The education system is where our young people’s characters are formed and ambitions fired. If the teaching and the curriculum are off centre it can lead to a generation less well equipped to take on the mantle of leadership which those who have gone before them are looking to hand over.
The GAA, in collaboration with the Professional Development Service for Teachers, has launched a new Future Leaders Transition Year Programme.
It is a cross-curricular programme comprising of eight modules, each designed to encourage maturity, initiative, responsibility and leadership skills in pupils.
The Programme gives pupils the knowledge and skills to support all roles required in the effective staging of Gaelic Games. As part of the Programme, pupils are challenged to organise and run a GAA Super Games Centre for younger students or assist in Coaching at their local Primary School.
Schools who sign up to deliver the programme can do so from one to all eight of the modules. Pupils store all of their materials and coursework in an e-portfolio.
The eight modules that make up the course are:
- Future Leaders FMS & Coaching of Hurling / Gaelic football Module
- Future Leaders Nutrition Module
- Future Leaders Refereeing Module
- Future Leaders Administration Module
- Future Leaders Sports Journalism Module
- Future Leaders Performance Analysis Module
- Future Leaders Event Management Module
- Future Leaders Wellness Module
From an educational perspective, the benefits of the Programme are obvious with TY pupils enhancing their Physical Literacy Skills, Digital Literacy Skills, literacy, numeracy and presentation Skills.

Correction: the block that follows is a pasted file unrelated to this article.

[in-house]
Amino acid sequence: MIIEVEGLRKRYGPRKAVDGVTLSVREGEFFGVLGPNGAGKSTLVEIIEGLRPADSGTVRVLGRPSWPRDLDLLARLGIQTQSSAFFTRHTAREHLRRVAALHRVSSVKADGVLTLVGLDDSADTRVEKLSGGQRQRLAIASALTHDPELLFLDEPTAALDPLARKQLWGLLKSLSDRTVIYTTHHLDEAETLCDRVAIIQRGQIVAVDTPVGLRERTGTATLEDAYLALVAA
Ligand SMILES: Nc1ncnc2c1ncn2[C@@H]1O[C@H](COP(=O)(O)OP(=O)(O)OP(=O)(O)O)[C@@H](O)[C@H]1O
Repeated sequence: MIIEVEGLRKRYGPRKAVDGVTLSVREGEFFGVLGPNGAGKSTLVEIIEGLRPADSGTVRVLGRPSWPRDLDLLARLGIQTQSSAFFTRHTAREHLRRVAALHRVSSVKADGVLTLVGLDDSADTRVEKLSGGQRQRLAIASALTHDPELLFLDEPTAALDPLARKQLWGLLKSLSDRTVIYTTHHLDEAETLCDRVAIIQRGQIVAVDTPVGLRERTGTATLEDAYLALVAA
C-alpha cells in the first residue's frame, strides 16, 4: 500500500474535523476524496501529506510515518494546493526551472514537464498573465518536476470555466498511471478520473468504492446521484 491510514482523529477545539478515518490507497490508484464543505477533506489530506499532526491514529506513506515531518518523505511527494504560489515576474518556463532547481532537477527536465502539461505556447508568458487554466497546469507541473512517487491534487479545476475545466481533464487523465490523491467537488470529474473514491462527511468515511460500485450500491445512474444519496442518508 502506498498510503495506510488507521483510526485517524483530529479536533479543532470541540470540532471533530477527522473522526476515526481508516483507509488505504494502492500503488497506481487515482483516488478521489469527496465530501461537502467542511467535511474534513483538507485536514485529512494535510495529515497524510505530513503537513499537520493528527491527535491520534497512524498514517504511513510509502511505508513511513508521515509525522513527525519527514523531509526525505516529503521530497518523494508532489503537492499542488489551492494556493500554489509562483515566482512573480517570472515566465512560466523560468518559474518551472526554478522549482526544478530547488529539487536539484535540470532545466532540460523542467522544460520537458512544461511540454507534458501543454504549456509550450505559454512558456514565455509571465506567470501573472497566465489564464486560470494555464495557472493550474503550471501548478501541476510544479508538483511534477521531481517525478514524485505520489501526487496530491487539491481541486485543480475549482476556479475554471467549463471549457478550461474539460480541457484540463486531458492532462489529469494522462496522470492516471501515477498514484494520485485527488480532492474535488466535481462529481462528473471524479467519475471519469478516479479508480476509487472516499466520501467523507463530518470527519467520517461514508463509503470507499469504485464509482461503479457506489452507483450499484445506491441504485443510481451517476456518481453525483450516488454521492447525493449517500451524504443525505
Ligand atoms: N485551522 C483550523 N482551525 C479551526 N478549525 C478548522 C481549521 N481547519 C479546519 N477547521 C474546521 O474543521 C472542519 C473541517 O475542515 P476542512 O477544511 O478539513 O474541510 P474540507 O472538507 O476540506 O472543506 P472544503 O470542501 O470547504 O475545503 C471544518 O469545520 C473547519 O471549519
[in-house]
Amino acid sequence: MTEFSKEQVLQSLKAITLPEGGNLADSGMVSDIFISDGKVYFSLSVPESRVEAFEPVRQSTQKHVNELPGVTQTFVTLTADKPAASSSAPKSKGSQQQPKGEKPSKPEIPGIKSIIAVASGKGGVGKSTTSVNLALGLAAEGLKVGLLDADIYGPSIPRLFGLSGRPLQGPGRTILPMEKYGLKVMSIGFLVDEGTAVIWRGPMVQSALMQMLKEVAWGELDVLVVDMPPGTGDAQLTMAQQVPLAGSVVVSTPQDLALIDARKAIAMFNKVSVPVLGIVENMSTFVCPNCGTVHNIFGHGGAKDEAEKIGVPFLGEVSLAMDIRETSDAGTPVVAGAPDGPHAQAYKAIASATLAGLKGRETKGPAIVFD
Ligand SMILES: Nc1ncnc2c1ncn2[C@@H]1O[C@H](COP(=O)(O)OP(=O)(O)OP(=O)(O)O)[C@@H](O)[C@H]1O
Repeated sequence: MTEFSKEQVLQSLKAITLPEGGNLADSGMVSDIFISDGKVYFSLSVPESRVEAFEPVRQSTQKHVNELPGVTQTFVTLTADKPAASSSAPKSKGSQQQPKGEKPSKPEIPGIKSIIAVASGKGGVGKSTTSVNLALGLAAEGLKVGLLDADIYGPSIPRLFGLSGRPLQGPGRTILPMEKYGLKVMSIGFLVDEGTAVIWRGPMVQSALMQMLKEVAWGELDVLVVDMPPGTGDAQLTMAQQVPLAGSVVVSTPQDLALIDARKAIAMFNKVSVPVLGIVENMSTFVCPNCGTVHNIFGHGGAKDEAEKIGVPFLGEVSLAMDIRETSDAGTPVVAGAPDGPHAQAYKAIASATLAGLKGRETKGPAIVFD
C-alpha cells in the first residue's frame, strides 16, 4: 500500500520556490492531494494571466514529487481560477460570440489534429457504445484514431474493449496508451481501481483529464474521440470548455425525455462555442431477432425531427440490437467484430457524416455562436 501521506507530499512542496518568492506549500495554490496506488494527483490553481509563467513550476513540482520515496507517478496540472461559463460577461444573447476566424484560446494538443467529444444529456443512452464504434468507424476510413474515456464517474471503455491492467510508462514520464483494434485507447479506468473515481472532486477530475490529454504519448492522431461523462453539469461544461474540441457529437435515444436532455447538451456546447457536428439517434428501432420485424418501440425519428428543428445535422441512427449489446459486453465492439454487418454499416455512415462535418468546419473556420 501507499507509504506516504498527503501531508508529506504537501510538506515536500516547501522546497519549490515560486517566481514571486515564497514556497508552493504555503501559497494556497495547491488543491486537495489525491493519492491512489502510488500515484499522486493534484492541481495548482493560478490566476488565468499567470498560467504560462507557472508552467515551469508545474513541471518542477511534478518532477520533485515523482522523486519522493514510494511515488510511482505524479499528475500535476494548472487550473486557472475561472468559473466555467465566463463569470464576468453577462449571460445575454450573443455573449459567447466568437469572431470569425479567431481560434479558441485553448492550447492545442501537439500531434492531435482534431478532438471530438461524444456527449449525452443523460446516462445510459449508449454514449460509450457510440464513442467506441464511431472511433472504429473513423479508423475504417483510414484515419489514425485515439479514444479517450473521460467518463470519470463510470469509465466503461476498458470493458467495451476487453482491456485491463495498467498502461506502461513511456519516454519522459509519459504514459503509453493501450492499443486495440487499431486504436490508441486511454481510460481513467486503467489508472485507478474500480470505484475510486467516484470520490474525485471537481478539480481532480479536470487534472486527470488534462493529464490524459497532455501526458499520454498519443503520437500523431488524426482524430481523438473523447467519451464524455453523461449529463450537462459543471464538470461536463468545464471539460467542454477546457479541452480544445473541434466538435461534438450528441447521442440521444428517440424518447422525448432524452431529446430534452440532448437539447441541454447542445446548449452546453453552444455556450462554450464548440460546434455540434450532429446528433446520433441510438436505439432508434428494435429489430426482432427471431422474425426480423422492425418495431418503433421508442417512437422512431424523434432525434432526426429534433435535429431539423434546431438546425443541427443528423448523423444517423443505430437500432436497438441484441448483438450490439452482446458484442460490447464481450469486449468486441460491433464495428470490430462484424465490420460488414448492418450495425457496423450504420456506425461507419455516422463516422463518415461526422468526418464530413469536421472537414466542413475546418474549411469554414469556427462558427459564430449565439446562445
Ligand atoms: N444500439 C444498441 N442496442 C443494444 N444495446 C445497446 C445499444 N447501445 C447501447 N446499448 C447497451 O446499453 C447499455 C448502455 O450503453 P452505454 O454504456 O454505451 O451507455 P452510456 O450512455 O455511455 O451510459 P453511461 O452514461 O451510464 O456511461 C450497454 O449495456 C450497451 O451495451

“The Future Leaders Transition Year Programme has the potential to make a huge contribution to the health and wellbeing, both physical and mental, of the young people of Ireland,” said GAA President-Elect John Horan who comes from an education background himself.
“This comes at a time when Irish children are engaging in less and less physical activity and levels of obesity and diabetes are on the rise.”
“This Programme will future-proof our games in towns and villages countrywide by developing capacities in young people to empower them to take ownership of the games and carry them forward for the next generation.”
“They will be the future administrators, coaches, referees, ground staff, performance analysts and nutritionists. They could be the reason thousands of children will play our games in every corner of the country in the years to come.”
There are presently 48 schools delivering the Programme as part of the Pilot Phase.
The Programme will be rolled out nationally in 2018/19 and there are already more than 250 schools registered to start in September.